Standing, walking and climbing stairs at work associated with 11 year progression of atherosclerosis.
Krause-N; Dasinger-LK; Brand-RJ; Kaplan-GA; Salonen-JT
Conference Abstracts - 4th International Conference on Work Environment and Cardiovascular Diseases, March 9-11, 2005, Newport Beach, California. Irvine, CA: University of California, Irvine, 2005 Mar; :40
Recent epidemiological research has shown a strong association between prolonged standing at work and hospitalization due to varicose veins, four year progression of carotid atherosclerosis, and all cause mortality. This study investigates the progression of carotid atherosclerosis among 599 middle-aged Finnish men who participated in the prospective population-based Kuopio Ischemic Heart Disease Risk Factor Study and were gainfully employed at some point during the study's 11 year follow-up period. Ultrasound measurements of intima media thickness (IMT) of the common carotid artery were taken at baseline and at four and 11 year follow-up. Percent time spent in occupational physical activities requiring an upright body posture, i.e., standing, walking, and climbing stairs, was ascertained from an occupational physical activity interview administered at each assessment point. Averaged over the 11 year follow-up period, the percentage of time upright at work per year ranged from zero to 43%. The association of the percentage of time upright at work per year and average yearly change in ln(maximum IMT) between baseline and 11 years was studied in a multiple linear regression model controlling for 23 covariates, including technical, demographic, biomedical, psychosocial work, and behavioral factors, namely, leisure time physical activity, smoking, and alcohol consumption. Log transformed Maximum IMT was used because it gave substantially better fitting models compared to models with untransformed change in max IMT. Analysis of ln transformed change leads to estimates of relative change = RC = Final/Initial. Also %change = 100(RC -1). Maximum IMT increased an average of 2.4% per year among men who spent zero time in an upright body posture at work and who were in reference categories and had average values on continuous covariates. Otherwise similar men, who were in an upright work posture 43% of the year, had a corresponding increase of Maximum IMT of 3.3% per year (p=0.025). The increases in systolic blood pressure (p<0.001) and LDL (p=0.001) needed to get the same effect are 43.1 mmHg and 2.76 mmol/l, respectively. Also, the result for upright body posture was similar to the result for smokers who in contrast to the same reference group with 2.4% per year increased at 3.2% per year (p<0.001). Neither BMI nor leisure time physical activity had an effect on IMT change. These results suggest that an upright posture at work constitutes a major risk factor for the development of atherosclerosis, comparable to the risk found for traditional risk factors such as smoking, high blood pressure, and high cholesterol.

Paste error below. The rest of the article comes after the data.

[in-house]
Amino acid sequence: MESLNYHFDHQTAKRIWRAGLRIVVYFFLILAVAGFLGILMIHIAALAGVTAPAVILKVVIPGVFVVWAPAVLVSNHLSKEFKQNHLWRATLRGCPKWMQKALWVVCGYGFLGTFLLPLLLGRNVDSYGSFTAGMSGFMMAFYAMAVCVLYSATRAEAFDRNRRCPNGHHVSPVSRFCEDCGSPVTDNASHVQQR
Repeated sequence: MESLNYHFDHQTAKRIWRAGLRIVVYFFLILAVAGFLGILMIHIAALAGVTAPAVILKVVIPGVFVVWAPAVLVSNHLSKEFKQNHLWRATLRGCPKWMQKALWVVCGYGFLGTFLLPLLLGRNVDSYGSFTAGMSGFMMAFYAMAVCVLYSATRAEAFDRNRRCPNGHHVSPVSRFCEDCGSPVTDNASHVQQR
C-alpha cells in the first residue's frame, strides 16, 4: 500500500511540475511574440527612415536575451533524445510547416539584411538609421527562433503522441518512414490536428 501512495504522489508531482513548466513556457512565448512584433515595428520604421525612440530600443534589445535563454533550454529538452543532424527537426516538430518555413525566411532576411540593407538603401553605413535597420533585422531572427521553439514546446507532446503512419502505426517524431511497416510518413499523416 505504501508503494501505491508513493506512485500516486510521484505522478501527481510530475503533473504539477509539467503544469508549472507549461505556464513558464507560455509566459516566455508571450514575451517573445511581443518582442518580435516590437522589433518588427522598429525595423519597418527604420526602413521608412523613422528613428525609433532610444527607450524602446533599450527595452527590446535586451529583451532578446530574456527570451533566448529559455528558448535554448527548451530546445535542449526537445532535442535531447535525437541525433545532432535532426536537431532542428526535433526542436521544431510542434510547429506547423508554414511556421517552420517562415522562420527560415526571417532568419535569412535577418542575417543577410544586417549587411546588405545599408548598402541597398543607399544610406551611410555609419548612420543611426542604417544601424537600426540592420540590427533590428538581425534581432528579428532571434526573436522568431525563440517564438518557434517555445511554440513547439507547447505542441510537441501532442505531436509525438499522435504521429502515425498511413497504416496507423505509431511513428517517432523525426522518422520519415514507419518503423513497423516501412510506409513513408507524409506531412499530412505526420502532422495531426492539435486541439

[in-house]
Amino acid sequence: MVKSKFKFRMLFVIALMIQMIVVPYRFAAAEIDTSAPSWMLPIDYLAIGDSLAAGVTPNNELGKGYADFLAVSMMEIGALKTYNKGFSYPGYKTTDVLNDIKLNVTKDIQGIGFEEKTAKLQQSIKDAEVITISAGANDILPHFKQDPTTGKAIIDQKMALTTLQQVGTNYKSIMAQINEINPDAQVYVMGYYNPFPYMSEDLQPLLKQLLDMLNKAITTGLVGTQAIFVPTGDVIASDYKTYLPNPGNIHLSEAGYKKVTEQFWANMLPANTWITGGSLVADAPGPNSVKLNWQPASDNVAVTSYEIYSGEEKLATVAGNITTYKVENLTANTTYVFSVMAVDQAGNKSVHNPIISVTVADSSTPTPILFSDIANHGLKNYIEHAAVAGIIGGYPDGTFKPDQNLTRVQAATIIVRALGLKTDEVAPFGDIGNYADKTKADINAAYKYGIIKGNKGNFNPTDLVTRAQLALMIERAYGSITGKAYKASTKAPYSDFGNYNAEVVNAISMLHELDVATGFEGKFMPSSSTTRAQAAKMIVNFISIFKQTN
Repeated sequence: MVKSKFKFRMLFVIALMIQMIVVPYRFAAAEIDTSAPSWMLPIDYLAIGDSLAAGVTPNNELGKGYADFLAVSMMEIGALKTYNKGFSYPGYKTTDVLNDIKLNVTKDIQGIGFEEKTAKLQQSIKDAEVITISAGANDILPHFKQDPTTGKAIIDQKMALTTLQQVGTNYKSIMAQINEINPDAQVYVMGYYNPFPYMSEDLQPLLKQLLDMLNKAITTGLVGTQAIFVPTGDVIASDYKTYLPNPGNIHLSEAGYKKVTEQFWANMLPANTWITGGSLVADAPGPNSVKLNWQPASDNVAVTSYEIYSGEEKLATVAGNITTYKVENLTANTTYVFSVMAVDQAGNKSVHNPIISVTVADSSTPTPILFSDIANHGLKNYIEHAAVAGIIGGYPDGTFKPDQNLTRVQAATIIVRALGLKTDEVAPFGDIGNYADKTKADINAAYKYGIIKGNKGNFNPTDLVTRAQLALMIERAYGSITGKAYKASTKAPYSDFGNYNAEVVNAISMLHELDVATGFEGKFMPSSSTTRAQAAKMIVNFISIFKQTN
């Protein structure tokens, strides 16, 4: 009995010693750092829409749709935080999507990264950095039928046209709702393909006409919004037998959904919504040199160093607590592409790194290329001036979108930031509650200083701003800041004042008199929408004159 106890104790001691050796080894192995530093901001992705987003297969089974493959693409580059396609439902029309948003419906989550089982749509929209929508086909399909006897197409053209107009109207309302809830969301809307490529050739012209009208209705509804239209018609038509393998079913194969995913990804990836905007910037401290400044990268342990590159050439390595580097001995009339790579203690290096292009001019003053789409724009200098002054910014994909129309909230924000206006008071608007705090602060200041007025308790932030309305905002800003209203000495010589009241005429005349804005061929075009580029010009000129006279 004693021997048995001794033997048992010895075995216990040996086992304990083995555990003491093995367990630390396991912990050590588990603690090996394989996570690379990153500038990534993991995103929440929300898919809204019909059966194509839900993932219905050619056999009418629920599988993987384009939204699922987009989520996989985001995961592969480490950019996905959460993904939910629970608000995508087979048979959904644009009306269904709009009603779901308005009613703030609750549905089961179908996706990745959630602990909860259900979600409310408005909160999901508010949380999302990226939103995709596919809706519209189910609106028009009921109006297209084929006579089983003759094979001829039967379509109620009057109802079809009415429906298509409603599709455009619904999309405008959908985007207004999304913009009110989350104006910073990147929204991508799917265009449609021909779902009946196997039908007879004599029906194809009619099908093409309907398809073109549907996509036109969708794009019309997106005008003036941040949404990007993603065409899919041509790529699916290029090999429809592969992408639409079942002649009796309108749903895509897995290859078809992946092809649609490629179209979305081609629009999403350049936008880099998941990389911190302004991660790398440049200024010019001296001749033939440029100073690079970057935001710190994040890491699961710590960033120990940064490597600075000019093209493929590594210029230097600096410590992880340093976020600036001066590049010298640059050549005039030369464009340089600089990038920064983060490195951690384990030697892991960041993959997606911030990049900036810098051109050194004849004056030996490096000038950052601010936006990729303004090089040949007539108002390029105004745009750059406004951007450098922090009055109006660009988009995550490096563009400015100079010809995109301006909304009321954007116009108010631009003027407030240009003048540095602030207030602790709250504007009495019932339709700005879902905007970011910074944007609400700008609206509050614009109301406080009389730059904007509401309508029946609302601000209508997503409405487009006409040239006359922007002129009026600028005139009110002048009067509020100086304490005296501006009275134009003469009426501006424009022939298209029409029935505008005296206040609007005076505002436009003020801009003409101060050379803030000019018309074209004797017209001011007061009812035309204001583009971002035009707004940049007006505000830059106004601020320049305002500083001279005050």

Age-groups; Biological-effects; Biological-monitoring; Cardiovascular-system; Cardiovascular-system-disorders; Demographic-characteristics; Epidemiology; Mathematical-models; Mortality-rates; Physical-stress; Physiological-effects; Physiological-response; Physiological-stress; Risk-analysis; Risk-factors; Statistical-analysis; Surveillance-programs; Veins; Work-analysis; Work-performance; Workplace-studies
Conference Abstracts - 4th International Conference on Work Environment and Cardiovascular Diseases, March 9-11, 2005, Newport Beach, California
University of California, San Francisco